Well Sandik, if she had a clue about how the production is supposed to look like Ms Capelle would have said " There were several changes made to Vikharev's reconstruction" "The prologue was modified so much it was more like the Sergeyev version" "The vision scene was also modified" "The apotheosis was ALSO modified"  "So, the Mariinsky didn't actually perform their reconstruction" 

But of course, Ms Capelle doesn't know how the production is supposed to look like and therefore she reviewed it as a success, when actually I cannot stop complaining about the disrespect the Mariinsky management has done to its audience by saying they were going to perform the reconstruction when they barely did. Therefore if a dance critic doesn't know about reconstructions then DON'T write a about it, if she had known better then she could have given 1 star to the whole thing.

This is not something personal against Capelle, same goes to Macaulay, actually the only dance critic that can review reconstructions properly is Sergio Trombetta. 

I think Laura Cappelle (and many other writers) no doubt wanted to celebrate the fact that the reconstructions were being done at all after being banished to the dustbins so many years ago? And that the FT usually has very short arts reviews where a litany of complaints would run out of print space? 

And also, in general, for performance reviews as well as life most readers don't like to read a review that "cannot stop complaining." 

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thank you gnosssie, if it werent for you   no one would know that it is  NOT the real reconstruction .so disappointing ! i was lucky enough to have seen  the original . magnificent !

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Posted (edited)

Considering the fact that the Vikharev production only premiered 19 years ago, plus having a filmed video (rotting away in the vaults :() and dancers and advisors with first hand knowledge the fact they couldn't get it right is unacceptable. Many of the things they got wrong were rather simple and easy to correct. Flat out lazy and an insult to Vikharev. 

Is there a reason why no other ballet company will attempt this production? I've seen many other reconstructions performed by multiple companies but not this one. Do the Mariinsky own the rights or something? Somebody has to rescue it! 

Edited by NAOTMAA

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In the end it was only revived as a gimmick to put people in the seats for the becentennial. It's probably why they added Act III to the gala when the original program failed to sell out. It was all about money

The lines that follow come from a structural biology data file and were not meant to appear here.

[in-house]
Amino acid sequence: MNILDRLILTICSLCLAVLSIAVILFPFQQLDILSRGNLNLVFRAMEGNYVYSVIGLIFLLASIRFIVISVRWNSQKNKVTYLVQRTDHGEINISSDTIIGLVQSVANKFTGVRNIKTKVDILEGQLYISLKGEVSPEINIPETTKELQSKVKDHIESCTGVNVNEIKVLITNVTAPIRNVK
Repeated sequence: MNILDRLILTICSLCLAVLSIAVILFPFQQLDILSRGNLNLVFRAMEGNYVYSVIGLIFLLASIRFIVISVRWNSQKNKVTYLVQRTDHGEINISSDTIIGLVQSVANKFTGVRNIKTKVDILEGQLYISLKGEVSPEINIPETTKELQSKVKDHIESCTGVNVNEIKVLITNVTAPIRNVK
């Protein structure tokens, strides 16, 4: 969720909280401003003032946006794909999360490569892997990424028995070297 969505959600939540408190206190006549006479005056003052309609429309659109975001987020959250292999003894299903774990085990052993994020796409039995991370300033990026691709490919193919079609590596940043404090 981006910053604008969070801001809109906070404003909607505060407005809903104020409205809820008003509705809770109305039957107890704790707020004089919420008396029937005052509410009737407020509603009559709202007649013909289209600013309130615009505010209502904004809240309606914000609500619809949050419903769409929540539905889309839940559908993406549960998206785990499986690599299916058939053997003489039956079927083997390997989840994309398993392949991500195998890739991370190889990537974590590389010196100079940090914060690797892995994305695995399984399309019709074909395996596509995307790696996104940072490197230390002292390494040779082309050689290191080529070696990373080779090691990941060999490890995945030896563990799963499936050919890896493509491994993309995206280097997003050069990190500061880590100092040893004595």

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Posted (edited)

I wonder how much it would cost in reality?  I mean the Russians are not in a wonderful financial position.  Maybe they would be interested in trading sets for a desired Ashton production (who is very fashionsble in Russia at the moment)? 

Perhaps a 3 year trade of the RB Ondine, Month in the Country, and Two Pidgeon productions for the SB, Flora and Carnival productions?  

I know I am dreaming, and the current political environment does not support such artistic friendliness.  

Edited by Jayne
Formatting

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On 3/13/2018 at 11:09 PM, Jayne said:

I know I am dreaming, and the current political environment does not support such artistic friendliness.  

Considering the most recent developments, I'm wondering if we'll be seeing anything of the main Russian companies in the west at all for the next period.

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On 3/13/2018 at 11:33 AM, Gnossie said:

For the 274774837th time, no members of the Vikharev Team were brought to the Mariinsky to re-stage this reconstruction. The Soviet Guard was in charge to "put it together".

Is there anyone still in the company who participated in that earlier project? 

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Posted (edited)

Sandik -It’s difficult to say how the next year will go for politicians of all stripes — but I feel for Russians in the arts who feel their professions have become so politically entangled.  

Edited by Jayne

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Indeed, alongside others who have been working to improve international relations in many ways -- it seems that everyone is returning to a more nationalist and isolationist position.